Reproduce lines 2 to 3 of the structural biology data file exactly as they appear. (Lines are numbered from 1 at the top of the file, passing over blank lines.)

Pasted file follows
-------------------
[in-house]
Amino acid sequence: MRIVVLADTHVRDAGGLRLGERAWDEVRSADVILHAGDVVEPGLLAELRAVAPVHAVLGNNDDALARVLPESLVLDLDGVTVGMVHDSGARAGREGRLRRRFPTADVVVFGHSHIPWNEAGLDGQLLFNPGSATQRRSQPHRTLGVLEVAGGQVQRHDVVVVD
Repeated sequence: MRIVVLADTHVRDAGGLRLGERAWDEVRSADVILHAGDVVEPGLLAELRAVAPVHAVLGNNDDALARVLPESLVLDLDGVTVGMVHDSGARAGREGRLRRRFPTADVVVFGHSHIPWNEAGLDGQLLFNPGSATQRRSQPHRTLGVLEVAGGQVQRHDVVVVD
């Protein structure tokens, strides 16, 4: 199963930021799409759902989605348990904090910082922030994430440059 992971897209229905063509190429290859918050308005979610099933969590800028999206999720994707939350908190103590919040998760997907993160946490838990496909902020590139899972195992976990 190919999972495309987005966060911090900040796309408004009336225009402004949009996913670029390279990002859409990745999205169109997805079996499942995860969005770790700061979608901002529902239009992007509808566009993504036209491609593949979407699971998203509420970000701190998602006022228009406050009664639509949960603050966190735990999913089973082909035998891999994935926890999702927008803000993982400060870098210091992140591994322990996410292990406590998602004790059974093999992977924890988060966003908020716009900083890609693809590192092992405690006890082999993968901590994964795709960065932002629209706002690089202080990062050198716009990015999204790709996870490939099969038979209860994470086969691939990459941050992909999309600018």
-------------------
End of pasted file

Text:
Amino acid sequence: MRIVVLADTHVRDAGGLRLGERAWDEVRSADVILHAGDVVEPGLLAELRAVAPVHAVLGNNDDALARVLPESLVLDLDGVTVGMVHDSGARAGREGRLRRRFPTADVVVFGHSHIPWNEAGLDGQLLFNPGSATQRRSQPHRTLGVLEVAGGQVQRHDVVVVD
Repeated sequence: MRIVVLADTHVRDAGGLRLGERAWDEVRSADVILHAGDVVEPGLLAELRAVAPVHAVLGNNDDALARVLPESLVLDLDGVTVGMVHDSGARAGREGRLRRRFPTADVVVFGHSHIPWNEAGLDGQLLFNPGSATQRRSQPHRTLGVLEVAGGQVQRHDVVVVD